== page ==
Blog - What is a Balanced Diet?
It is true; what we eat literally determines many of the factors about ourselves. There are obvious examples of what happens if you don’t maintain a balanced diet such as, people who eat a lot foods high in saturated fat are generally visibly overweight, and scarier still are carrying a lot of the fat internally around their organs and in their blood vessels. It is common knowledge that smoking is known to cause a decrease in the efficiency of the lungs and the cardio-respiratory system along with a whole host of other side-effects.
However, there are less obvious changes which occur in the body as a result of what we consume as well. We influence our internal processes such as hormone release by eating the foods we do. This has a dramatic effect on our performance and our ability to perform everyday tasks. In this respect we are like machines, despite having efficient mechanisms to recycle our energy, we require fuel to keep going. So just like the engine of your car or the bus you get to work, if we don’t have sufficient fuel to power us we will stop working, no matter what lane we’re in.
Like cars there are different types and qualities of fuels. We need to be ensuring we are getting the best fuels to optimise our performance. By eating the right combinations and quantities of foods we can improve our standard of living across the board. Whether it be having more energy throughout the day, encountering less illness or slowing the effects of ageing; to name a few advantages. Suffice to say a healthy diet is paramount in achieving the best for yourself both mentally and physically.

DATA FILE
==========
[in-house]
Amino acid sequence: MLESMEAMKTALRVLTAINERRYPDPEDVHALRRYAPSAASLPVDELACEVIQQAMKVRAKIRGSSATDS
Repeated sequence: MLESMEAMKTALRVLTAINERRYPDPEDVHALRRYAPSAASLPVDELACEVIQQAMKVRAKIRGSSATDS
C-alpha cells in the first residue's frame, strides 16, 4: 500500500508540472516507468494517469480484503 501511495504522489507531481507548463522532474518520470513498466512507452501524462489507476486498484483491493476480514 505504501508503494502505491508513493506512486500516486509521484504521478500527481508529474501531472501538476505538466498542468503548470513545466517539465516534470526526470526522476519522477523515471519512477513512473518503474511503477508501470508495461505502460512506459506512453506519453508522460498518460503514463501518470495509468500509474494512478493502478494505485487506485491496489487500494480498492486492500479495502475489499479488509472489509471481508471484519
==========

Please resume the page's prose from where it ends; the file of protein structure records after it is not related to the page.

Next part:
There are 3 macronutrients:
- Carbohydrates – 55-60% of your total daily calorie intake
- Protein – 10-15% of your total daily calorie intake
- Lipids (Fats) – 30% of your total daily calorie intake
It is important that you eat the right balance of these macro nutrients. Too much of either one can have undesirable effects on the body. You should be looking to have the amounts specified above:
What makes this a little trickier to get your head around is that there are many different types of these macronutrients, all of which vary in how beneficial they are to the body.
As a rule, always be looking to eat complex carbs such as vegetables. When eating starchy carbs, choose wholegrain varieties, as these release energy slowly throughout the day and will stop you reaching for sugary snacks. Eat complete proteins, which are generally in products from animal origin. If you’re vegetarian or vegan you will need to eat a variety of vegetables, legumes or grains to acquire a complete protein. Soy beans however, are deemed a complete protein. Choose to eat good unsaturated fats which aid brain function, maintain water balance and improve immune response and metabolism, to name a few of the benefits. Beware of saturated fat, there is no need for it in the diet. Cut it out as much as possible, it can lead to serious conditions like heart disease, stroke, obesity and cancers.
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